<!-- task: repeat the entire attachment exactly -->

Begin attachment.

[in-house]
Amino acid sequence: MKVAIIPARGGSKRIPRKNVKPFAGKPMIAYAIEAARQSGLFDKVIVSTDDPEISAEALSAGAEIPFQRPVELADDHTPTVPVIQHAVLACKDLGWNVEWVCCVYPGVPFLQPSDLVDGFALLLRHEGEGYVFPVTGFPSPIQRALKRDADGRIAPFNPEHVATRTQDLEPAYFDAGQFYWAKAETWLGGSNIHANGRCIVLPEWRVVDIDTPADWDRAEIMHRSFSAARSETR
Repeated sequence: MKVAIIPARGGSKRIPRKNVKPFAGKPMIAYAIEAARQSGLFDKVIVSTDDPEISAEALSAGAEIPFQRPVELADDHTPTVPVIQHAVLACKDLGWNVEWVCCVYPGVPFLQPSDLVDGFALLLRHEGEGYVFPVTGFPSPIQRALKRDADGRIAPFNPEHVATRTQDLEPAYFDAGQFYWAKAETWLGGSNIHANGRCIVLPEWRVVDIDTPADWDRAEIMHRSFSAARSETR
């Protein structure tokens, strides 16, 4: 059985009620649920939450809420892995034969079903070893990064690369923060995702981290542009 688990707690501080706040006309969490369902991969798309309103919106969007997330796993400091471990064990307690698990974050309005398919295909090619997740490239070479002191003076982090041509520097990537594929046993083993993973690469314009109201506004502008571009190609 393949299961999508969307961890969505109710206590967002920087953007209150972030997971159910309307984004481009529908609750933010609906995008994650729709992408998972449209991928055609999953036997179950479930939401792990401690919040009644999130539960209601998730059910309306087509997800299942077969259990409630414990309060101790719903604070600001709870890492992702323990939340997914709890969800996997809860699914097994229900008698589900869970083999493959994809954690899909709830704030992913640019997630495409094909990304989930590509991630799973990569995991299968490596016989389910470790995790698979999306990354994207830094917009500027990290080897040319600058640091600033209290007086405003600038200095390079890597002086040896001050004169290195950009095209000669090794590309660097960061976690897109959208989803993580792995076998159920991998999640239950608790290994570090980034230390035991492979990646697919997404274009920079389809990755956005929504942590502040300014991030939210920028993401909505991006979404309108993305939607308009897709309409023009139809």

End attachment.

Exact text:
[in-house]
Amino acid sequence: MKVAIIPARGGSKRIPRKNVKPFAGKPMIAYAIEAARQSGLFDKVIVSTDDPEISAEALSAGAEIPFQRPVELADDHTPTVPVIQHAVLACKDLGWNVEWVCCVYPGVPFLQPSDLVDGFALLLRHEGEGYVFPVTGFPSPIQRALKRDADGRIAPFNPEHVATRTQDLEPAYFDAGQFYWAKAETWLGGSNIHANGRCIVLPEWRVVDIDTPADWDRAEIMHRSFSAARSETR
Repeated sequence: MKVAIIPARGGSKRIPRKNVKPFAGKPMIAYAIEAARQSGLFDKVIVSTDDPEISAEALSAGAEIPFQRPVELADDHTPTVPVIQHAVLACKDLGWNVEWVCCVYPGVPFLQPSDLVDGFALLLRHEGEGYVFPVTGFPSPIQRALKRDADGRIAPFNPEHVATRTQDLEPAYFDAGQFYWAKAETWLGGSNIHANGRCIVLPEWRVVDIDTPADWDRAEIMHRSFSAARSETR
């Protein structure tokens, strides 16, 4: 059985009620649920939450809420892995034969079903070893990064690369923060995702981290542009 688990707690501080706040006309969490369902991969798309309103919106969007997330796993400091471990064990307690698990974050309005398919295909090619997740490239070479002191003076982090041509520097990537594929046993083993993973690469314009109201506004502008571009190609 393949299961999508969307961890969505109710206590967002920087953007209150972030997971159910309307984004481009529908609750933010609906995008994650729709992408998972449209991928055609999953036997179950479930939401792990401690919040009644999130539960209601998730059910309306087509997800299942077969259990409630414990309060101790719903604070600001709870890492992702323990939340997914709890969800996997809860699914097994229900008698589900869970083999493959994809954690899909709830704030992913640019997630495409094909990304989930590509991630799973990569995991299968490596016989389910470790995790698979999306990354994207830094917009500027990290080897040319600058640091600033209290007086405003600038200095390079890597002086040896001050004169290195950009095209000669090794590309660097960061976690897109959208989803993580792995076998159920991998999640239950608790290994570090980034230390035991492979990646697919997404274009920079389809990755956005929504942590502040300014991030939210920028993401909505991006979404309108993305939607308009897709309409023009139809």